Library Board Gets Back to the Books

By Beacon Staff

The Flathead County Library System has a full board again, bringing a degree of closure to a summer of uncertainty.

On Aug. 14, Flathead County commissioners filled the three remaining board positions, appointing Kristi Hatfield to the Columbia Falls opening, Connie Leistiko to the Kalispell seat and Terry Peterson to the Whitefish spot. The board now has all five members in place and will resume its regular monthly meetings beginning on Aug. 28. Prior to the first meeting, there will be an orientation to transition the new members into their positions.

The appointments come more than a month after the commissioners voted not to reappoint Anne Moran at a July 2 meeting, leading to the dissolution of the board. Following the Moran decision, board chairman Jerry Hanson and Kala Lougheed resigned, leaving newly appointed Jane Lopp and Laura Long as the only two board members. Long transferred from the Whitefish seat to the Bigfork position and Lopp is the member-at-large.

Long, the board’s chairwoman following Hanson’s resignation, hopes the new board signals a fresh start for the county and its library system. The Kalispell main library and the Bigfork branch still need new homes.

“The time has just come for the county to put priority on the library and education for everybody,” Long said.

The July 2 fallout was the culmination of a difficult and occasionally tumultuous year for the library board. Last December, the board voted 3-2 against moving the Kalispell library out of its current overcrowded location on First Avenue East into the abandoned Tidyman’s grocery store building. The three dissenting votes were Moran, Lougheed and Hanson, with Long and David Hilde voting in favor. Hilde later resigned.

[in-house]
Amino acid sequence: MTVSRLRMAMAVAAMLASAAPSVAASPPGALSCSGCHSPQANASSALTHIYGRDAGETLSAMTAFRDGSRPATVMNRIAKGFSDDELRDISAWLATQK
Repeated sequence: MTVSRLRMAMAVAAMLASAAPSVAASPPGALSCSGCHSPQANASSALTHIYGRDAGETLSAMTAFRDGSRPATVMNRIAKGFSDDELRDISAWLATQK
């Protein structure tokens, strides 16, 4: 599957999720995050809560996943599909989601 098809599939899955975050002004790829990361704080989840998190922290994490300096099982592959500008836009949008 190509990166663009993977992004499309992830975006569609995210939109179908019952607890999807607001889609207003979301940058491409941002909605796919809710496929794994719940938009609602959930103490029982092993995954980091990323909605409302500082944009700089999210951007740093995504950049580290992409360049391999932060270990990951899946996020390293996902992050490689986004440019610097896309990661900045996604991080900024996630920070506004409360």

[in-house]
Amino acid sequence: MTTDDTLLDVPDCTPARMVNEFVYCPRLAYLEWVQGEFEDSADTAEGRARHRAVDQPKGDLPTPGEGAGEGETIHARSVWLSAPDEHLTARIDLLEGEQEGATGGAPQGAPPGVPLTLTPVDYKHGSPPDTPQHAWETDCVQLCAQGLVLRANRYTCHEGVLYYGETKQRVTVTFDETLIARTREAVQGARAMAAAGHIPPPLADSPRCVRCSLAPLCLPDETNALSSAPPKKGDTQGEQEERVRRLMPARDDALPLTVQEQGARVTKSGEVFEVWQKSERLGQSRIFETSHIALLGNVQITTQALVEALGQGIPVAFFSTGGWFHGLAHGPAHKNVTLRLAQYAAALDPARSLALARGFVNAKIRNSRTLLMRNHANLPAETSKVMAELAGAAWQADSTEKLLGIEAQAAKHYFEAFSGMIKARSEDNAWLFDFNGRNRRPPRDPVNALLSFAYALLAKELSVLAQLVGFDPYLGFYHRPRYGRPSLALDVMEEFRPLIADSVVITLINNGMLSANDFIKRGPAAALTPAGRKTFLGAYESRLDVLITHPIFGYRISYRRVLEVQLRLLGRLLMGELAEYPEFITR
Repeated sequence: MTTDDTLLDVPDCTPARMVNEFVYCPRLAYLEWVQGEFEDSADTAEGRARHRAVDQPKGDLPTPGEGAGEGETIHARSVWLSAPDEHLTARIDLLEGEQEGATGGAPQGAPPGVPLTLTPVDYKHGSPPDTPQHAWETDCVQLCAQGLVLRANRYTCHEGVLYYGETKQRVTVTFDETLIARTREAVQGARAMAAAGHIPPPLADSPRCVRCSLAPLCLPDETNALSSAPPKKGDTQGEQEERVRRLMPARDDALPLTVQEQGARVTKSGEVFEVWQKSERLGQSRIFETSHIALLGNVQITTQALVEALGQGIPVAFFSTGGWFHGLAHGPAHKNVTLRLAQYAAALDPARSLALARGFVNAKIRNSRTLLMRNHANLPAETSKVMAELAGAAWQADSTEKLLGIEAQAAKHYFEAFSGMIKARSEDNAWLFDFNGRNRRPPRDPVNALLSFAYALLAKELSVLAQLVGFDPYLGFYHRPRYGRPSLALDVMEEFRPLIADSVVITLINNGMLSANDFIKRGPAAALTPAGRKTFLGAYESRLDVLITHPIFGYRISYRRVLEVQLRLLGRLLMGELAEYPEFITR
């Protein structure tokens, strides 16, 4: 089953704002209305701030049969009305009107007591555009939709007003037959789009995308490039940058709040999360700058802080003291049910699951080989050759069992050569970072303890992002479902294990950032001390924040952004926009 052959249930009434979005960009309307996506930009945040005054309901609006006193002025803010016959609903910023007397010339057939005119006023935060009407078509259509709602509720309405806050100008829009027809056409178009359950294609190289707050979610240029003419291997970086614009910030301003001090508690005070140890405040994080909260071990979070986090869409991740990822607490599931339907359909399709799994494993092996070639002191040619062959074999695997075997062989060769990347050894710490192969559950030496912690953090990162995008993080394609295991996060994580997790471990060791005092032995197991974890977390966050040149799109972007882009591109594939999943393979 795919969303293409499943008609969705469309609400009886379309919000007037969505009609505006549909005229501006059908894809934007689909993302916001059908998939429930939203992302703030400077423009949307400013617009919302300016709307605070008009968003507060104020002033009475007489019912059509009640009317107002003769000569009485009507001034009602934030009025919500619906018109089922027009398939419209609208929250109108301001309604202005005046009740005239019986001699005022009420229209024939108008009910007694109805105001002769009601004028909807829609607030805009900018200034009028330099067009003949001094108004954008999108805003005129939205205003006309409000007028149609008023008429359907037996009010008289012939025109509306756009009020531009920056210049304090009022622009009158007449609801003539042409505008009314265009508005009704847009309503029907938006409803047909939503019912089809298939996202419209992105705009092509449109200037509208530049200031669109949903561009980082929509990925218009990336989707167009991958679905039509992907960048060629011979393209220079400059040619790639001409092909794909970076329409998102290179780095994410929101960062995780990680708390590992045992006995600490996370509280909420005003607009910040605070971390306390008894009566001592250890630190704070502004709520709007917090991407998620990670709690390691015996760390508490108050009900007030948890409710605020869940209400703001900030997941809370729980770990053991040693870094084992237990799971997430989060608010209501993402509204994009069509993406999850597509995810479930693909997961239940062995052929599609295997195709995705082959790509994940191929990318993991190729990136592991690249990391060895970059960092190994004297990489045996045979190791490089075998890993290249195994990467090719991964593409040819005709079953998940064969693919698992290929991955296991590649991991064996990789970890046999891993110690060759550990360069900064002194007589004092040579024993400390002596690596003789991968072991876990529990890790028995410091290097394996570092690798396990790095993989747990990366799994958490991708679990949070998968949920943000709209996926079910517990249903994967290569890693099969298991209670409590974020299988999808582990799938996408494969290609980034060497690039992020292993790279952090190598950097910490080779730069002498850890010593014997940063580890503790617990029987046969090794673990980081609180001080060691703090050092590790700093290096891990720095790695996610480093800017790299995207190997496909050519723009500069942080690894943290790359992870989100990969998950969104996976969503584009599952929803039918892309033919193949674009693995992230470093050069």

Today the future of the main library is still unclear. It has almost no parking for visitors and pushes, or exceeds, the limits of capacity on a regular basis. As for Bigfork, taxpayers have voted down three bond proposals to expand the small library there.

Officials hope to find a building of more than 50,000 square feet to house the Kalispell library. The current location is 23,250 square feet, while Tidyman’s is 52,000. At the time of the December vote, the dissenting voters argued the price tag was excessive and cited concern over fuel leakage in the soil stemming from when Burlington Northern Railroad owned the property.

Following the Tidyman’s vote, a frustrated Hilde argued that if the property was clean enough to harbor a grocery store, it was suitable for a library. Joe Unterreiner, president of the Kalispell Chamber of Commerce, also expressed dismay at the decision, saying at the time: “At the end of the day, they still need 50 to 60 thousand square feet and this site still meets that.”

Long, the board’s chairwoman following Hanson’s resignation, said she’s relieved to have a board intact. Now, she said, the library system can move forward in its regular duties, not the least of which are finding homes for the libraries in Kalispell and Bigfork.

“I’m very excited about being able to get back to business and see what’s in the future and end this unpleasantness we’ve been experiencing,” Long said.

Long hopes Columbia Falls will serve as a model for Kalispell and Bigfork. The First Best Place Task Force, a citizens group heavily involved in civic work in Columbia Falls, recently closed a deal to purchase the First Citizens Bank building in downtown to house the library there.

“I’m very excited about what’s going on in Columbia Falls and I’m quite impressed with that community,” Long said.